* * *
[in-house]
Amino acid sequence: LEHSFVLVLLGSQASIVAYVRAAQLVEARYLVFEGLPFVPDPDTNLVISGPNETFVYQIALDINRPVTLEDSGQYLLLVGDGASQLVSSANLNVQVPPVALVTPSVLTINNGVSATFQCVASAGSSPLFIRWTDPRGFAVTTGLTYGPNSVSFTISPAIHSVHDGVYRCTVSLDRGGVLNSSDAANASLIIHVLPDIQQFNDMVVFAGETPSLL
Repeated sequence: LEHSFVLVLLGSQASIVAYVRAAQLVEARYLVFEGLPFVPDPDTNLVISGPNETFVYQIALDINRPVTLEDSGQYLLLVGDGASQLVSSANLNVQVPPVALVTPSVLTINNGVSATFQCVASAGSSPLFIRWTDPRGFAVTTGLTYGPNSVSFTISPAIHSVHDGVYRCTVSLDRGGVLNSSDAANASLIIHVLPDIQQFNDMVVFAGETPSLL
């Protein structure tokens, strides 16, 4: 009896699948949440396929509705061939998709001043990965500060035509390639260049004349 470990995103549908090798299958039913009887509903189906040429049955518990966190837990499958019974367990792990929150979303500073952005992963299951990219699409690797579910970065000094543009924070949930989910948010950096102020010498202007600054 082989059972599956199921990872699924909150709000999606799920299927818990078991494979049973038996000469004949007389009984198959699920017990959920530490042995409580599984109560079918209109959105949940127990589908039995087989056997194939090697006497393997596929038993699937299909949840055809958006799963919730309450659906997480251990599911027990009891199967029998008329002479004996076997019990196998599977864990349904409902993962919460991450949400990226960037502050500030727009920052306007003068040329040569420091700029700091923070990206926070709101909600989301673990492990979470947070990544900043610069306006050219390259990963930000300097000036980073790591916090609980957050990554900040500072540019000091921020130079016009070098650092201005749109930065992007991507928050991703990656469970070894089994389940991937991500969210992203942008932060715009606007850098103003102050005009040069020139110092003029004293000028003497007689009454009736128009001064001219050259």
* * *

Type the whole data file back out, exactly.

[in-house]
Amino acid sequence: LEHSFVLVLLGSQASIVAYVRAAQLVEARYLVFEGLPFVPDPDTNLVISGPNETFVYQIALDINRPVTLEDSGQYLLLVGDGASQLVSSANLNVQVPPVALVTPSVLTINNGVSATFQCVASAGSSPLFIRWTDPRGFAVTTGLTYGPNSVSFTISPAIHSVHDGVYRCTVSLDRGGVLNSSDAANASLIIHVLPDIQQFNDMVVFAGETPSLL
Repeated sequence: LEHSFVLVLLGSQASIVAYVRAAQLVEARYLVFEGLPFVPDPDTNLVISGPNETFVYQIALDINRPVTLEDSGQYLLLVGDGASQLVSSANLNVQVPPVALVTPSVLTINNGVSATFQCVASAGSSPLFIRWTDPRGFAVTTGLTYGPNSVSFTISPAIHSVHDGVYRCTVSLDRGGVLNSSDAANASLIIHVLPDIQQFNDMVVFAGETPSLL
């Protein structure tokens, strides 16, 4: 009896699948949440396929509705061939998709001043990965500060035509390639260049004349 470990995103549908090798299958039913009887509903189906040429049955518990966190837990499958019974367990792990929150979303500073952005992963299951990219699409690797579910970065000094543009924070949930989910948010950096102020010498202007600054 082989059972599956199921990872699924909150709000999606799920299927818990078991494979049973038996000469004949007389009984198959699920017990959920530490042995409580599984109560079918209109959105949940127990589908039995087989056997194939090697006497393997596929038993699937299909949840055809958006799963919730309450659906997480251990599911027990009891199967029998008329002479004996076997019990196998599977864990349904409902993962919460991450949400990226960037502050500030727009920052306007003068040329040569420091700029700091923070990206926070709101909600989301673990492990979470947070990544900043610069306006050219390259990963930000300097000036980073790591916090609980957050990554900040500072540019000091921020130079016009070098650092201005749109930065992007991507928050991703990656469970070894089994389940991937991500969210992203942008932060715009606007850098103003102050005009040069020139110092003029004293000028003497007689009454009736128009001064001219050259």